Aquariums capture the creatures of the sea bringing us glimpses of an alien habitat. The oceans and sea hold a fascination for us. To be on a beach and watch the waves roll in pounding the surf as they have for countless millennia can induce a reflective state of mind. Is this fascination with the sea some kind of yearning for the home of our primeval origins? Does it have to do with the fact that for the first nine months we live surrounded by the water of the intrauterine sea? We let grains of sand slip through the fingers and reflect on the passage of time and our beginning and our end.
Likewise what swims beneath the surface of the seas also fascinates, intrigues, amazes and frightens. A metaphor for the mind, its surface and its depths, both its beauty and its horror, the sea and its creatures exert a strong pull on the imagination.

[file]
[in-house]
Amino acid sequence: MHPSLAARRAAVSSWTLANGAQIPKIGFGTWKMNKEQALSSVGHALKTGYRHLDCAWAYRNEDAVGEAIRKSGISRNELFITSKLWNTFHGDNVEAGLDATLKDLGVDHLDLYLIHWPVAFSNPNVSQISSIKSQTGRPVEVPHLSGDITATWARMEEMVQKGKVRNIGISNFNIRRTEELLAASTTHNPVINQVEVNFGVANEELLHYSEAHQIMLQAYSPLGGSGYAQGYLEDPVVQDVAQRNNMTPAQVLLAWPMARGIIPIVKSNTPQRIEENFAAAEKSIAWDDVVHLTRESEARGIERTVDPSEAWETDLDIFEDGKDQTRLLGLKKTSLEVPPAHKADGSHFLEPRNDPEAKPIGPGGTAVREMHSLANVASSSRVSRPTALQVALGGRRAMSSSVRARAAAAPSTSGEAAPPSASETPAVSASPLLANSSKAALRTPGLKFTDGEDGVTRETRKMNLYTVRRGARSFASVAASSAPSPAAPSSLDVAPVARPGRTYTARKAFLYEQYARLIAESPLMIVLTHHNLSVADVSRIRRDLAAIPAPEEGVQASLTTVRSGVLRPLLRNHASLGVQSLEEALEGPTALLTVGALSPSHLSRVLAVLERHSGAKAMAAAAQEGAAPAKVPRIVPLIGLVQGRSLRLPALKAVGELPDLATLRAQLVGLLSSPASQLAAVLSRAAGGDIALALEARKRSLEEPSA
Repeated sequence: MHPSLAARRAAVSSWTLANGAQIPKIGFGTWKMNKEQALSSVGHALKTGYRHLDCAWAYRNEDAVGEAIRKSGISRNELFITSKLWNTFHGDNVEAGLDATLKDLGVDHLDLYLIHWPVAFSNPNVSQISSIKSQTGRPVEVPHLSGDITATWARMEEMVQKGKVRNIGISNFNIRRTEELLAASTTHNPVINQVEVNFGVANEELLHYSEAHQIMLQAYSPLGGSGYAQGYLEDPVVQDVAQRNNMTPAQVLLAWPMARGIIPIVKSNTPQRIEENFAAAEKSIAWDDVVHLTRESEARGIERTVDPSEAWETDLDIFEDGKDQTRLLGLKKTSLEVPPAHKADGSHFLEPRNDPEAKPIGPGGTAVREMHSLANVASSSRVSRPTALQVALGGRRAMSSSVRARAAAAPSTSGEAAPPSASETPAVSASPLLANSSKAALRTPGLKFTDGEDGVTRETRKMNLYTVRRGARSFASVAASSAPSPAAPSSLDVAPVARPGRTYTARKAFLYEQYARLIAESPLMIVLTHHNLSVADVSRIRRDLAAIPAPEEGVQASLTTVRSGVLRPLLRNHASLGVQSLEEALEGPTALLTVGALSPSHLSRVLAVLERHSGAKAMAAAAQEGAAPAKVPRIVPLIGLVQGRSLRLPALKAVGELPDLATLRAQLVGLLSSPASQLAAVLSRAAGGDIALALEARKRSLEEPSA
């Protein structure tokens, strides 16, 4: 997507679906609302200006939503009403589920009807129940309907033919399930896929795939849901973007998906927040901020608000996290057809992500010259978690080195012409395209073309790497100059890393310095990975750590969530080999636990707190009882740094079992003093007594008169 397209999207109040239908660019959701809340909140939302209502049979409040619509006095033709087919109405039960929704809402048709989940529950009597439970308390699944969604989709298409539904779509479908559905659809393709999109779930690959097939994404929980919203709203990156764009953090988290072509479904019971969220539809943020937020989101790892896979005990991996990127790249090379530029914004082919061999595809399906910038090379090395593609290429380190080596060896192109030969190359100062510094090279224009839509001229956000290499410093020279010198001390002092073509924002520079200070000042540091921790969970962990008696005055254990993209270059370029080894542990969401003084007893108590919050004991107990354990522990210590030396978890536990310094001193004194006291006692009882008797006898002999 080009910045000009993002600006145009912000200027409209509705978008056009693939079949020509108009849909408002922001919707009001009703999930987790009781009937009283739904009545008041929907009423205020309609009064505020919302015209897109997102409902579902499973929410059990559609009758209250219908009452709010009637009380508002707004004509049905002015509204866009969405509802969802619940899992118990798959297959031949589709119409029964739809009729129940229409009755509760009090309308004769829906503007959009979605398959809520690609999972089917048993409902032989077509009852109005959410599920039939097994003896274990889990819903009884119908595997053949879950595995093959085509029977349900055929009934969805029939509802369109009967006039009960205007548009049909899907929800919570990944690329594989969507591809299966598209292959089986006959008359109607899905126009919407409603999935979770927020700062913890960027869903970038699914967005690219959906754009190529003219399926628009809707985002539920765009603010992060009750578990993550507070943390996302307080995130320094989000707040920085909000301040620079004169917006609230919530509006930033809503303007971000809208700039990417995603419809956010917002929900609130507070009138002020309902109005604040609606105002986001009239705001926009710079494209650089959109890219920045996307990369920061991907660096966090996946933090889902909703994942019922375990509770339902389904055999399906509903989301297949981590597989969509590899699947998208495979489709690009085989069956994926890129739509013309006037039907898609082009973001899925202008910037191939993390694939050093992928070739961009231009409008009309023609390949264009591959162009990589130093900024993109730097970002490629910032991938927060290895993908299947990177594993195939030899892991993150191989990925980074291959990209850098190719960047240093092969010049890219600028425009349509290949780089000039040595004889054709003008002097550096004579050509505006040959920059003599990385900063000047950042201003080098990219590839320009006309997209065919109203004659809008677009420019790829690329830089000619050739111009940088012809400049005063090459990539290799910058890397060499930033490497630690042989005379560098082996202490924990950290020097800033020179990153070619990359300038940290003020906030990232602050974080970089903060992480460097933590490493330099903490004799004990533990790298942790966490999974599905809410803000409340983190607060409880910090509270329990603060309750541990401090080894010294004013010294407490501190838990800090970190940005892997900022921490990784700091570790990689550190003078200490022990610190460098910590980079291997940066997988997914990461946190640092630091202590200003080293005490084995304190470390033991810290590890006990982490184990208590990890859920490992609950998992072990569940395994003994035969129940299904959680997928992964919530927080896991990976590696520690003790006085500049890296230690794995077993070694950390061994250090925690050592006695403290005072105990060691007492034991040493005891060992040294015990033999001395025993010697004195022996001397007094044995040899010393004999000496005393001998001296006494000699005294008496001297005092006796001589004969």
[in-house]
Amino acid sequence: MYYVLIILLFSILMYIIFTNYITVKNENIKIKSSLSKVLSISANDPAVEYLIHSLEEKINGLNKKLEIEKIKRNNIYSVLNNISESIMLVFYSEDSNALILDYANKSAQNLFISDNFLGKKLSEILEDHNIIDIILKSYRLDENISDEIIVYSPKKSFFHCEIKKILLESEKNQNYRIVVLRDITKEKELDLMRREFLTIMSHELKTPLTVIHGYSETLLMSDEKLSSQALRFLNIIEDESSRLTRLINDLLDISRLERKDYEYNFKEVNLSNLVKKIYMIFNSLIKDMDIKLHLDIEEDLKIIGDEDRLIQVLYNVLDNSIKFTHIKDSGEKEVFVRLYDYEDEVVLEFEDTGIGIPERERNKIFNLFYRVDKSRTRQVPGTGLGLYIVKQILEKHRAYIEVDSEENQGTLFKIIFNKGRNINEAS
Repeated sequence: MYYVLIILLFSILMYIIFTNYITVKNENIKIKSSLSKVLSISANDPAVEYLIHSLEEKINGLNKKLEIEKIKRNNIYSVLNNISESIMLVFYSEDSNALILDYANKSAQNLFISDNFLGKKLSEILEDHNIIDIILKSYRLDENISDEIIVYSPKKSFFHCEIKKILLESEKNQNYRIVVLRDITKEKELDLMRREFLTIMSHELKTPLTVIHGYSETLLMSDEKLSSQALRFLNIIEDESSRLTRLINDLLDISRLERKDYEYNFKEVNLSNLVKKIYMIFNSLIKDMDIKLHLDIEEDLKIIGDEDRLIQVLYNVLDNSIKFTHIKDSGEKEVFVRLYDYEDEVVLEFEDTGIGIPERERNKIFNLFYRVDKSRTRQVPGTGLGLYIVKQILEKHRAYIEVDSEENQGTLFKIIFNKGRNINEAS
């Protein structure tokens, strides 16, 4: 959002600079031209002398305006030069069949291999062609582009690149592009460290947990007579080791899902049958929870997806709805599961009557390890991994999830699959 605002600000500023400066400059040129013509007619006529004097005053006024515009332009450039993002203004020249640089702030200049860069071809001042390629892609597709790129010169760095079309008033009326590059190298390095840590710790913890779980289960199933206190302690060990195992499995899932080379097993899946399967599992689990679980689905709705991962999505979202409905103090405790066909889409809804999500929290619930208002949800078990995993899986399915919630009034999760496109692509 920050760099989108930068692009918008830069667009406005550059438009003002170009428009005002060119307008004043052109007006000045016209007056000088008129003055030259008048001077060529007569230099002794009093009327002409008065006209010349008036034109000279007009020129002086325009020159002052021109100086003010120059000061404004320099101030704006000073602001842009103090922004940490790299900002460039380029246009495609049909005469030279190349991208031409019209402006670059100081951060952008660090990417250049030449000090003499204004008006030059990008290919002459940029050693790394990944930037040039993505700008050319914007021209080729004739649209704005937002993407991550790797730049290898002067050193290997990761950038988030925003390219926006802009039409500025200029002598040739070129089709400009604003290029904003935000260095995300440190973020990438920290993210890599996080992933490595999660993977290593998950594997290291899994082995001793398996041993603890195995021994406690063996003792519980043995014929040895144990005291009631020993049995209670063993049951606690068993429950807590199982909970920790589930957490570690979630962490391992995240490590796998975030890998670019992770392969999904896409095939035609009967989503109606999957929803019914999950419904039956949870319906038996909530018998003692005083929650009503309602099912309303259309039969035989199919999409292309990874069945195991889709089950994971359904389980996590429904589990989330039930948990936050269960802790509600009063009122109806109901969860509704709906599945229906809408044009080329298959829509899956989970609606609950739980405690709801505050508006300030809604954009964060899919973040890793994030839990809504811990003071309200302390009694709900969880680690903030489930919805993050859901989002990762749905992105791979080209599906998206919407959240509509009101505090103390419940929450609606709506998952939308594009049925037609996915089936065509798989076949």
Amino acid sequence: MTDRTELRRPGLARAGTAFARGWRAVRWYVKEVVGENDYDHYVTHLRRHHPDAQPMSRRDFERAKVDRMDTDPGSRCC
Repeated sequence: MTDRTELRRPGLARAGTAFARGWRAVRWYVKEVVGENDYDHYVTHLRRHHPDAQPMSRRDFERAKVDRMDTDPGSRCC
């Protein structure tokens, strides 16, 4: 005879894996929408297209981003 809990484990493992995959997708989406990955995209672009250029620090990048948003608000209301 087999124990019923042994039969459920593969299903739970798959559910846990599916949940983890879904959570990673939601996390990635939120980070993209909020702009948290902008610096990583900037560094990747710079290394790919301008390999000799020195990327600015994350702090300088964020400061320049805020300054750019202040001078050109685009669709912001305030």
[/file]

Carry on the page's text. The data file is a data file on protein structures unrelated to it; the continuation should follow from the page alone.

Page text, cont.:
The ancient Sumerians were among the first peoples to keep fish or other marine animals in tanks and this was over 4500 years ago. The Assyrians, Chinese, and ancient Egyptians also kept fish in ponds. The Romans had elaborate gardens and constructed ponds in which to keep fish to both watch them and fatten them. Cortes, the Spanish conqueror of the Aztecs, describes the beautiful pleasure garden of an noble in which there was a man-made fish pond with many different fish and wildfowl.
The first modern aquarium dates from the middle of the nineteenth century and was built in the London Zoological Gardens. Many other European cities subsequently built them.
The first oceanarium, Marineland, opened in Florida in 1938 and since then many large public aquariums have been opened throughout the world both for the education and entertainment of the public and as research institutes.
The denizens of the deep are, if not tamed, safe behind the glass where we can admire their beauty, speed, and ferocity. Here Nature is controlled and our anxieties about what lurks beneath the surface held in check.